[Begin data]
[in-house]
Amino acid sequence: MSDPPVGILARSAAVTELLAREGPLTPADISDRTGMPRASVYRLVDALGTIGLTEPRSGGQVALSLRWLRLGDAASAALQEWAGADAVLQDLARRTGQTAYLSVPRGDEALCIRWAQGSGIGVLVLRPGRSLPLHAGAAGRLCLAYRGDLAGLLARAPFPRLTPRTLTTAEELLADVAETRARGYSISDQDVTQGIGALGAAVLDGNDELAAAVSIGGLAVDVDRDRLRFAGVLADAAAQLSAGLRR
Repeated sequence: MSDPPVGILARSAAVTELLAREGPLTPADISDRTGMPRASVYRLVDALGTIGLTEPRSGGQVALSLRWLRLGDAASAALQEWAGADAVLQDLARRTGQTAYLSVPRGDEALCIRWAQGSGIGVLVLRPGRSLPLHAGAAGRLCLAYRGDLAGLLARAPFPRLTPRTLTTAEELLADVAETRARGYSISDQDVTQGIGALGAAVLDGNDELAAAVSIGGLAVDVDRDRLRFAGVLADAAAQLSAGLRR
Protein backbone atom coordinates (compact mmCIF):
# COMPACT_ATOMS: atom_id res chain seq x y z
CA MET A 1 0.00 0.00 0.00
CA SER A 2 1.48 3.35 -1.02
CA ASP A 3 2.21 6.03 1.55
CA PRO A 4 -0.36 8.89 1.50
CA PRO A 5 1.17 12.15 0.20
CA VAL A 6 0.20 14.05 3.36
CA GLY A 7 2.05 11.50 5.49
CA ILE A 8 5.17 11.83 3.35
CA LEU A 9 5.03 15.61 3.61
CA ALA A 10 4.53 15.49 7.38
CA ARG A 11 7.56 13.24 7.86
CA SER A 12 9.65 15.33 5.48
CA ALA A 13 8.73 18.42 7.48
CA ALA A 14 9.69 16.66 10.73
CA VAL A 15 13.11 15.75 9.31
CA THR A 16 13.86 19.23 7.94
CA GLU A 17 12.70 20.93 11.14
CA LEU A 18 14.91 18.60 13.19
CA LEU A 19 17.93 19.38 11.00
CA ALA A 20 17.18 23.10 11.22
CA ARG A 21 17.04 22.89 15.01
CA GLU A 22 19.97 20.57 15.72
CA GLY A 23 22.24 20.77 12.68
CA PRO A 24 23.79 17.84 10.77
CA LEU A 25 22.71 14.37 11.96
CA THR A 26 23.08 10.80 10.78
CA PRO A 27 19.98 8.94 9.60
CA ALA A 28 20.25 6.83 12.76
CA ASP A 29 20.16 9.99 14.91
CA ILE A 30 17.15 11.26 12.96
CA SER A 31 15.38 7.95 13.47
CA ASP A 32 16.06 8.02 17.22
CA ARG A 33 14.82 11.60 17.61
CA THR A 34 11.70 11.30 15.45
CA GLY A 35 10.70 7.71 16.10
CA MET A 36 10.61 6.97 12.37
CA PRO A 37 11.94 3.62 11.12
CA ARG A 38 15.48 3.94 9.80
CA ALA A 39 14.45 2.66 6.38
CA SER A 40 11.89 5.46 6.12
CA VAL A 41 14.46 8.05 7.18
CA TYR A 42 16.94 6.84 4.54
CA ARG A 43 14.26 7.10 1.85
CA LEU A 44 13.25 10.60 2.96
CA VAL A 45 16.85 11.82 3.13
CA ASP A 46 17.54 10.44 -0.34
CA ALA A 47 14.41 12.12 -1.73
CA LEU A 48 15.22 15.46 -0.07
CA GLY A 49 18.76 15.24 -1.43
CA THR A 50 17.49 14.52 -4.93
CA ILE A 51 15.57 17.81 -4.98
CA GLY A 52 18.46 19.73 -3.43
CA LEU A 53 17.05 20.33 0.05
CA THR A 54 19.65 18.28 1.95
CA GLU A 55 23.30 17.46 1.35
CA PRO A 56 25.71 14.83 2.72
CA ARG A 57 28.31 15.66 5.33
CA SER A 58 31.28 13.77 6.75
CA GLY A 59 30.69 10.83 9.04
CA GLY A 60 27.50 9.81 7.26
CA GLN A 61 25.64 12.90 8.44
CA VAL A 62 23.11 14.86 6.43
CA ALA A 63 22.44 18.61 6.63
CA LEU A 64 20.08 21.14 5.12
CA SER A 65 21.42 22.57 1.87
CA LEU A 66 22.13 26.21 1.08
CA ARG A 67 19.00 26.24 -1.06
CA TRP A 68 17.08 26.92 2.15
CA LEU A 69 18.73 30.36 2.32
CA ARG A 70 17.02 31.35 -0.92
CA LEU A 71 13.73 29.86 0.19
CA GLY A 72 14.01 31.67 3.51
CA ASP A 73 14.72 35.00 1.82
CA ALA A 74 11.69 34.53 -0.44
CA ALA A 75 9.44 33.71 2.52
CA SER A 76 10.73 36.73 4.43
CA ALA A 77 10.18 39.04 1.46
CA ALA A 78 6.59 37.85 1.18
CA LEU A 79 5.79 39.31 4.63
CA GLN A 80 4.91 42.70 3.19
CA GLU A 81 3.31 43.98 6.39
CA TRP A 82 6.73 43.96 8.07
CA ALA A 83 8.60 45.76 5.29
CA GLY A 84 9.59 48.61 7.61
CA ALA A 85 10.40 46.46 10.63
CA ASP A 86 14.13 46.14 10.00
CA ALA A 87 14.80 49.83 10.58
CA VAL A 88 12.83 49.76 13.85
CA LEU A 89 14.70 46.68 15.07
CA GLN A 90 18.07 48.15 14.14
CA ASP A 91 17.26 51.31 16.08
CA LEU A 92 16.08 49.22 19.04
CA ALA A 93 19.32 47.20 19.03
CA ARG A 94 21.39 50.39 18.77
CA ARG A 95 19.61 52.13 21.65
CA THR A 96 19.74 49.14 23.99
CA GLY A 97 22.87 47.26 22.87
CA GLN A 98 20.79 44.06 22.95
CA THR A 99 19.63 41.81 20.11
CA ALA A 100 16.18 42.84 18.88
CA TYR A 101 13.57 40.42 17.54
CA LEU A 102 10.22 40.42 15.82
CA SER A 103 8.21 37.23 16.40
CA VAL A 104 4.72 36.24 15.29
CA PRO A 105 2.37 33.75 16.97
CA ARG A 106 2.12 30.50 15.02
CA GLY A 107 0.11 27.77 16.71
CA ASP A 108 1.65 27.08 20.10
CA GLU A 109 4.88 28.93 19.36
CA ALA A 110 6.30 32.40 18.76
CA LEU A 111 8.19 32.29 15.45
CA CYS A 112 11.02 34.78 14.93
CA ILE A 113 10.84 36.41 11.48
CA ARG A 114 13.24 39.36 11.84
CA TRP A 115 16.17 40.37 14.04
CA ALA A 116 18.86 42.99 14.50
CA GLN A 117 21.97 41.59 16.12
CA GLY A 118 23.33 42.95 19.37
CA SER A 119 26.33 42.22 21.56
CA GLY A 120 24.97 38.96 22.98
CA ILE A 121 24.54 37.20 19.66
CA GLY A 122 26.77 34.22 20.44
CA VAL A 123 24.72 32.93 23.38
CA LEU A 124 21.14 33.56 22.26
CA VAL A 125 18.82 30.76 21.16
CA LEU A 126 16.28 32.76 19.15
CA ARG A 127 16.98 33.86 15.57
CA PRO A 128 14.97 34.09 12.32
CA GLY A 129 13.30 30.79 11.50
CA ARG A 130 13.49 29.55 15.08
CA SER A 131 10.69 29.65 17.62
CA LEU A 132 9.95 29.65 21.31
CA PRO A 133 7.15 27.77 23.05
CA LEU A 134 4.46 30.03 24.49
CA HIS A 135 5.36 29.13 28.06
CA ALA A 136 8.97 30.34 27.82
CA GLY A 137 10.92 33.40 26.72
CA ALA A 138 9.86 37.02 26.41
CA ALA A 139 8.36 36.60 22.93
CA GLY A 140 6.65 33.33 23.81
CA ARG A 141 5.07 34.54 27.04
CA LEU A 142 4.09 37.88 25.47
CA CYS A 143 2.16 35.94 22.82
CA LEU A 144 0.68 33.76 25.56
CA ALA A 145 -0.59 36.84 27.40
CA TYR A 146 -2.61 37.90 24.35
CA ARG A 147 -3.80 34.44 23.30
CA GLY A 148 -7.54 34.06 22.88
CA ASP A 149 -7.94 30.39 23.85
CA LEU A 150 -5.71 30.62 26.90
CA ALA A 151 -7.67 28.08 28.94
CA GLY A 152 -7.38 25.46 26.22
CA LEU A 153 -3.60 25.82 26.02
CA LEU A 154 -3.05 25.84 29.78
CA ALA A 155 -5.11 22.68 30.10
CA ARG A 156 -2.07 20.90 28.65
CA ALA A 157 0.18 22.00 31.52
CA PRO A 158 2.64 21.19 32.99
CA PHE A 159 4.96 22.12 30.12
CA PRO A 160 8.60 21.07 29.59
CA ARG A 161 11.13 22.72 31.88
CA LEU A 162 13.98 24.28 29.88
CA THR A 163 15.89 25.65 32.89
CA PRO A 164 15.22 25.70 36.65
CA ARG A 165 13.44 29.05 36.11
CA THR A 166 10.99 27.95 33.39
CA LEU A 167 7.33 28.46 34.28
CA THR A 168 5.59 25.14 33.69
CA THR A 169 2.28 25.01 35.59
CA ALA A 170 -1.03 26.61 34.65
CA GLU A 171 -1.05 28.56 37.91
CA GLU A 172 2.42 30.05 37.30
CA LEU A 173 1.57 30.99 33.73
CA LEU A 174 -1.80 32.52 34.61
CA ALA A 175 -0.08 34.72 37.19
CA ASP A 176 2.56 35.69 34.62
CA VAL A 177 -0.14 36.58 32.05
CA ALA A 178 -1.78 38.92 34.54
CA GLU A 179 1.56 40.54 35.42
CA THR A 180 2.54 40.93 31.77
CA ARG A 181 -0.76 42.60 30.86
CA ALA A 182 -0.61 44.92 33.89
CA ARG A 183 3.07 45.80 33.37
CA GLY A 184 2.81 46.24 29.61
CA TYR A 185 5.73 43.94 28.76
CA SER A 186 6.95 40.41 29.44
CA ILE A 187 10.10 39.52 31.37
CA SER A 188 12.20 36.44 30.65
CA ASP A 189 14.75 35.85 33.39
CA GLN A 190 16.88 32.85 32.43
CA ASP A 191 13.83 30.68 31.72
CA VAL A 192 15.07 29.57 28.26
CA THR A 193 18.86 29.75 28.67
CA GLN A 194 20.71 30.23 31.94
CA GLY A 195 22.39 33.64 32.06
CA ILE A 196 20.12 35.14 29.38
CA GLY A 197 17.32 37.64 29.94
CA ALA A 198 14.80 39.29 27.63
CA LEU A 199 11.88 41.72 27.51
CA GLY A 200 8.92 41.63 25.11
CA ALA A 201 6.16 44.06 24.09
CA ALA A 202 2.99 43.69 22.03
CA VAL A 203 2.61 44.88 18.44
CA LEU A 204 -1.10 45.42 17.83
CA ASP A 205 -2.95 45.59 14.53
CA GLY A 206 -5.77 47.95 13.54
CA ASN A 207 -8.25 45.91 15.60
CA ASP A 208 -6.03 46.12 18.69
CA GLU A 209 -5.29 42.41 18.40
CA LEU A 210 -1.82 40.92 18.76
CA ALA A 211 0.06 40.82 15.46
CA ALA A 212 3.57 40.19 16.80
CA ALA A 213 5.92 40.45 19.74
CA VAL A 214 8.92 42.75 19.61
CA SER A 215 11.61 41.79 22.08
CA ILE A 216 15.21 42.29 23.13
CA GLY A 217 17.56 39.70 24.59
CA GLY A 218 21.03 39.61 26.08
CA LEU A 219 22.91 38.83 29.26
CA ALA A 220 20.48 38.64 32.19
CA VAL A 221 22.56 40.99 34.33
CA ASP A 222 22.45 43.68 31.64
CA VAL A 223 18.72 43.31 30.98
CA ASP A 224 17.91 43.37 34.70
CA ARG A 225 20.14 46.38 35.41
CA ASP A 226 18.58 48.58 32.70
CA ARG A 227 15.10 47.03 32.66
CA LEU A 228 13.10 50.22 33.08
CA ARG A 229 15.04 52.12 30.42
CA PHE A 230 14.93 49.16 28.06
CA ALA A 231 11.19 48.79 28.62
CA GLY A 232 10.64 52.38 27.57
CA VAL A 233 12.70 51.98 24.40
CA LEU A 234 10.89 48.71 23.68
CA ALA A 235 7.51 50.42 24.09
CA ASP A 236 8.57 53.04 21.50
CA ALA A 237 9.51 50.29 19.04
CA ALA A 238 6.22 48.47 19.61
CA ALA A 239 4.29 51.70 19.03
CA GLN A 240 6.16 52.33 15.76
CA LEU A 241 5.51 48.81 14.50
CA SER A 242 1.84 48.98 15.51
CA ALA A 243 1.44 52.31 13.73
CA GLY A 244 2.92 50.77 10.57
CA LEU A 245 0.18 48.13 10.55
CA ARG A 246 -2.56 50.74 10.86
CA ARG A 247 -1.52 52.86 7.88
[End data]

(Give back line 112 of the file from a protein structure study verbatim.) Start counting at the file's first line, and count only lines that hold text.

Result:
CA GLY A 107 0.11 27.77 16.71